Knowledge Exchange and Impact

 

 

The Department of History does more than just academic work. We also actively engage with our wider community in Hong Kong and beyond. Through our research and public engagement, we endeavor to bring to the broader community the importance and relevancy of to the everyday concerns of people and society, and to inform and empower the community.

 

Below are some of our projects:

 

 

The People's Trilogy: A New Approach to the Mao Era (1949-1976)
Professor Frank Dikötter's project constitutes a research effort unmatched in both the quantity and the quality of the archival evidence, the resulting three books - The Cultural Revolution: A People's History, 1962-1976 (2016), The Tragedy of Liberation: A History of the Chinese Revolution, 1945-1957 (2013), and Mao's Great Famine: The History of China's most Devastating Catastrophe, 1958-1962 (2010) - have shifted the ways in which both academic and lay readers view the Mao era (1949-1976) by providing, for the first time, systematic and profuse evidence drawn from dozens of party and overseas archives in the PRC to illustrate the impact of communism on ordinary people.

 

Impacts

 

Prizes and Awards

 

 

The Great Kantō Earthquake and a New Understanding of Responses to Natural Disasters
Professor Charles Schencking's research has revolutionized the understanding of how the Japanese have experienced, responded to, and recovered from catastrophic natural disasters over the past 100 years. Apart from book and journal articles – traditional research outputs that speak to academics and journalists, this Project also gave birth to an interactive website including a publicly accessible image and map archive, a museum exhibition, a Discovery Channel TV documentary, and keynote speeches, introducing to millions of public how the Japanese have interpreted, constructed, and learned from natural calamities and become world leaders in disaster response, recovery, and resilience.

 

Impacts

 

 

The Witness to War Project
Records and accounts about personal experiences in Hong Kong during the Second World War had always been scant. As time is running shorter and shorter for the War survivors, Dr. Peter Cunich and Mr. Bruce MacNamara, a history teacher at Canadian International School, came up with The Witness to War Project, a unique collaboration with local secondary schools.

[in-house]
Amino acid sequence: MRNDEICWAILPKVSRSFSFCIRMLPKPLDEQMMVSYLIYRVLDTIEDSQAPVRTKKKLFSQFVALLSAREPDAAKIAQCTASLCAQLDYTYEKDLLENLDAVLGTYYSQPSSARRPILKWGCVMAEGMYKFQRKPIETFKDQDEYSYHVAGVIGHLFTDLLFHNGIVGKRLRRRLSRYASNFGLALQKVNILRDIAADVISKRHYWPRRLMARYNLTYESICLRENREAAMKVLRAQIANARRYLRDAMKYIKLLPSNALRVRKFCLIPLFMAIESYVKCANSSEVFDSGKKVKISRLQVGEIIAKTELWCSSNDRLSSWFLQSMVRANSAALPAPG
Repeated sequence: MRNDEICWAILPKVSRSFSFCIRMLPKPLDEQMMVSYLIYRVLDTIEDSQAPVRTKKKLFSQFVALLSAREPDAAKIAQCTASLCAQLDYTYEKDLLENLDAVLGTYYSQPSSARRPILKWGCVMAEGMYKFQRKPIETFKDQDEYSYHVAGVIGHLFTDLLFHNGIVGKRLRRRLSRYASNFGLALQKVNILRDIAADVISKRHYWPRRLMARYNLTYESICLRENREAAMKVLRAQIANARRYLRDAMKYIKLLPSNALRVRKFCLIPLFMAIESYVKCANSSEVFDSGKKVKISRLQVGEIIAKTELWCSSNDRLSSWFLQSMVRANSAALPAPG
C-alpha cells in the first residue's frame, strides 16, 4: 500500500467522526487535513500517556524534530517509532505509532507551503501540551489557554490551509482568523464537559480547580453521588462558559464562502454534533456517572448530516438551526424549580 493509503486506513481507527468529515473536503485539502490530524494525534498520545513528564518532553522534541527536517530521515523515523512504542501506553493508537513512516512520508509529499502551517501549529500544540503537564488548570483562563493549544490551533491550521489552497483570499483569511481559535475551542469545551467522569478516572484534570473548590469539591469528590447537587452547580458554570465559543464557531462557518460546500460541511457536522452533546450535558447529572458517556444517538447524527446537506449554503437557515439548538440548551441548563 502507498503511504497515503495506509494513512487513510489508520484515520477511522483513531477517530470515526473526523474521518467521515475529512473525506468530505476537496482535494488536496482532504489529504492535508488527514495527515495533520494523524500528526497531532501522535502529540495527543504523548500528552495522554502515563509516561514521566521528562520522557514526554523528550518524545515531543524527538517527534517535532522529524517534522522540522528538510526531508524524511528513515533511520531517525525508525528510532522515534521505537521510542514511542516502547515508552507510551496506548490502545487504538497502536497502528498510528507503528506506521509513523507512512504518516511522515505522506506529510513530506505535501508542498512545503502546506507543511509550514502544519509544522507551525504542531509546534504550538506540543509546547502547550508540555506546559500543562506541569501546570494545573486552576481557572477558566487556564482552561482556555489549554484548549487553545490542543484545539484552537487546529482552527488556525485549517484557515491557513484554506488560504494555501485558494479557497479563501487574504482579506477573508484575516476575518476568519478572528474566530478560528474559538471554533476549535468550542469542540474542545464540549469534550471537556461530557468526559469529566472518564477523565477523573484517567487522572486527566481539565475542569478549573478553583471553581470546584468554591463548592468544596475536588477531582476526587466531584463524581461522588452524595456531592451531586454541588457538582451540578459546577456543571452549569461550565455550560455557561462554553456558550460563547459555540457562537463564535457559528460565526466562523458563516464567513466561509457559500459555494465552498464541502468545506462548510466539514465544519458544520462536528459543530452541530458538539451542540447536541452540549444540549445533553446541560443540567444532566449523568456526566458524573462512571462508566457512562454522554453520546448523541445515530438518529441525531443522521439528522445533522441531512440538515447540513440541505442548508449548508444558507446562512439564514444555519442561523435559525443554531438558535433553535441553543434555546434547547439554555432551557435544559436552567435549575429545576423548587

In this project, the Department of History worked closely with the University Archives and the local secondary schools. The Department provided secondary school students with interview templates and briefings on historical methodology and the Second World War. The Archives showed the students about the University’s archival facilities and the importance of archiving historical documents. After the students interviewed their elderly family members about their war experiences, and recorded and transcribed the interviews, the Department selected the best interviews and placed them in the University Archives. Since 2006, more than 250 oral histories have been deposited at the Archives, making it the largest collection of publicly available interview transcripts on the Second World War in East Asia.

 

Impacts

 

Prizes and Awards

 

Messages
Prof. David Pomfret, Department Chairperson Department Chairperson
Prof. David Pomfret
We believe in the intrinsic value of creating knowledge of the past through research and the importance of disseminating this knowledge through publications, teaching, and engagement with our community.
What's Up?
New summer course
International Business History in the Twentieth Century with Dr. Michael Weatherburn
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New summer course
The Second World War in Asia and the Pacific, 1931-1953 with Dr. Dave Macri
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